“Cha-La Head-Cha-La” (Dragon Ball Z Theme) & Dragon Ball: Xenoverse (Part 2)

The following is an unedited post created on our Tumblr page. You may find the original here.

I felt so bad for telling you guys about social media stuff that I wanted to make up for it with something we’re going to need for our next little project, which is Dragon Ball Xenoverse. The game’s theme song is Flow’s rendition of “Cha-La Head Cha-La.” Here are the lyrics and the complete parsing. Enjoy!

光る雲を突き抜けFly Away (Fly Away)
からだじゅうに広がるパノラマ
頭を蹴られた地球が怒って (怒って)
火山を爆発させる

溶けた北极の中に
恐竜がいたら玉り仕込みたいね

CHA-LA HEAD-CHA-LA
何が起きても気分はヘのヘのカッパ
CHA-LA HEAD-CHA-LA
胸がパチパチするほど
騒ぐ元気玉…Sparking!

空を急降下 Jet Coaster (Coaster)
落ちてゆくよパニックの楽园へ
景色 逆さになると愉快さ (愉快さ)
山さえ お尻に見える

悩む時間はないよ
何処かに潜む「ビックリ!」 に逢いたいから

CHA-LA HEAD-CHA-LA
頭カラッポの方が夢詰め込める
CHA-LA HEAD-CHA-LA
笑顔ウルトラゼットで
今日もアイヤイヤイヤイヤイ

So, without further ado…

光る雲を突き抜けFly Away (Fly Away)
(HIkaru kumo wo tsukinuke Fly Away (Fly Away))

光る (hikaru): is a verb conjugated for the affirmative, present meaning “to shine.” This Verb Phrase (which will automatically be an Inflexional Phrase) is in the attributive position, i.e. preceding a Noun Phrase.

雲 (kumo): is a noun meaning “cloud.” So this is the “clouds that shine.”

を (wo): is our accusative marker. The accusative marker is that which indicates that the preceding Noun Phrase is the direct object of the verb.

突き抜け (tsukinuke): is the imperative of the verb “tsukinuku,” which means “to penetrate” or “to pierce through.”

からだじゅうに広がるパノラマ
(Karada-juu-ni hirogaru panorama)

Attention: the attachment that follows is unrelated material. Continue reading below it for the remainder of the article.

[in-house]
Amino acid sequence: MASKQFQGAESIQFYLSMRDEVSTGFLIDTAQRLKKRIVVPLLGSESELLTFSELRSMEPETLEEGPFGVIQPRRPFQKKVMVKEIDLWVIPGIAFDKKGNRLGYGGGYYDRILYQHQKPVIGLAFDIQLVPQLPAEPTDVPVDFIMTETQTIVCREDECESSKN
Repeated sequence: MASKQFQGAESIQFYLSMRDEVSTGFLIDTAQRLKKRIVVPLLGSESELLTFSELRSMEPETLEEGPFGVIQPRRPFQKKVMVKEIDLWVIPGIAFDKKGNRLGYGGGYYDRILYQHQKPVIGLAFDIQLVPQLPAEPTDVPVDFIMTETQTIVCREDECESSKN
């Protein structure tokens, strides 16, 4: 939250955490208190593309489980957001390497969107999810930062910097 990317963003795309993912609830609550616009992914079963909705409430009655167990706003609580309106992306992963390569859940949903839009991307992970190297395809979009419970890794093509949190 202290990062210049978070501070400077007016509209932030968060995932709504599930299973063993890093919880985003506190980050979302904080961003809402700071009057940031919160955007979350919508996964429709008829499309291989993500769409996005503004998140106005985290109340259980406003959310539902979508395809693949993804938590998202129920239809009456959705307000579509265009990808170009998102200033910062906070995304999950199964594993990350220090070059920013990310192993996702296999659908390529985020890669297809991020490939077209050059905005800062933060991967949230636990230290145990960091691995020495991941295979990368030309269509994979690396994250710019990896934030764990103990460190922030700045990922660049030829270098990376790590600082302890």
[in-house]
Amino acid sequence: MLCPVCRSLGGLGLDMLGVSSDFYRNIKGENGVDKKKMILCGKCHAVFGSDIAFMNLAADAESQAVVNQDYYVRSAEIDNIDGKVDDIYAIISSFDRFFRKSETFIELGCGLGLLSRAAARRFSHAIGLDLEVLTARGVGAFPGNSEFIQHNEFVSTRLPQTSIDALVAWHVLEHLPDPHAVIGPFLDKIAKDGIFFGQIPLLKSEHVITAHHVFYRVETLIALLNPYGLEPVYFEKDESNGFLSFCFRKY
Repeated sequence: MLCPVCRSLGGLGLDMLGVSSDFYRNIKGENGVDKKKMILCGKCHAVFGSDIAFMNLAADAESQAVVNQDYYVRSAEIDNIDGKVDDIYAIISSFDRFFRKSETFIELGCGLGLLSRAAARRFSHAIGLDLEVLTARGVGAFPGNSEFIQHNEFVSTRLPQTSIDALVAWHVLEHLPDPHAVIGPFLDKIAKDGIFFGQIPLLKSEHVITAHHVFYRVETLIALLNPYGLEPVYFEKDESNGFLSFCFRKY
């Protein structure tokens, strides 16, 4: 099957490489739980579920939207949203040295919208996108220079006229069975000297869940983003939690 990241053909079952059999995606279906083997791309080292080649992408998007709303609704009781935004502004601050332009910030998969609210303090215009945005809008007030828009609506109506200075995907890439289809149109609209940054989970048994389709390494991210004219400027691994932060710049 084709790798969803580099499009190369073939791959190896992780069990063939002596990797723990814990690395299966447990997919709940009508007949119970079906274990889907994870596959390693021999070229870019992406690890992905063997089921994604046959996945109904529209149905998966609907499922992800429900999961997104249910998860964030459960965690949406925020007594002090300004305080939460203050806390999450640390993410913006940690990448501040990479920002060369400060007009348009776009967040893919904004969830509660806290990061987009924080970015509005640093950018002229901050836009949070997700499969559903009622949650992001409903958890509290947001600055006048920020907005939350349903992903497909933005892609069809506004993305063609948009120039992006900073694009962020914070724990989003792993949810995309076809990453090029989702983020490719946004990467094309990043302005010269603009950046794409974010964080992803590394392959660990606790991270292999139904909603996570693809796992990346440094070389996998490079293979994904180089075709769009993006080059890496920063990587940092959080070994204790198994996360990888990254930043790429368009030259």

からだじゅうに (Karada-juu-ni): is an adverb made up of “karada,” a noun meaning body, “juu,” a suffix meaning “inside,” and the adverbial suffix “ni.” Thus the adverb meaning “inside my body” or “throughout the body.”

広がる (hirogaru): is a verb conjugated for the affirmative, present, meaning “to spread out.”

パノラマ (panorama): is a loanword noun meaning “panorama.”

頭を蹴られた地球が怒って (怒って)
(Atama wo kerareta chikyuu ga okotte (okotte))

頭 (atama): is a noun meaning “head.”

を (wo): is the same as before.

蹴られた (kerareta): is the passive, affirmative, past conjugation of the verb “keru,” meaning “to kick.” In a passive voice sentence, you’d expect the thing affected by the verb to be in the nominative case, but not here. Why? Because this is something interesting about Japanese, where the only thing that changes in an otherwise active voiced sentence is the verb. This is sometimes called the “suffering passive,” which is a kind of expression that just states that the events in this sentence are inconvenient.

地球 (chikyuu): is a noun meaning “the earth.”

が (ga): is our nominative marker, indicating the subject of the sentence.

怒って (okotte): is the Te-form, or gerund (so to speak), of the verb “okoru,” meaning “to get angry.” The Te-form allows us to link verbs in sequence.

火山を爆発させる
(Kazan wo bakuhatsu sareru)

火山 (kazan): is a noun meaning “volcano.” It literally means “fire mountain.”

を (wo): is the same as always.

爆発 (bakuhatsu): is a noun meaning “explosion.” This is one of those nouns that works in conjunction with “suru” to become a verb.

させる (saseru): is the causative, affirmative, present of “suru.” The causative mood indicates that one thing is made to happen.

Translation:
“I piece through the shining clouds “Fly Away”
A panorama spreads out through my body
The earth, kicked in the face, gets angry
And a volcano is made to explode”

溶けた北極の中に
(Toketa hokkyoku no naka ni)

溶けた (toketa): a verb conjugated for the affirmative, past meaning “to melt.”

北極 (hokkyoku): in a noun meaning “the North Pole.”

の (no): is our genitive particle. “X no Y” translates to “Y of X.”

中 (naka): is the Japanese-reading counterpart of the “juu” we saw a moment ago. It means “in the middle” or “within” or “inside.”

に (ni): is our dative particle, indicating location.

恐竜がいたら玉乗り仕込みたいね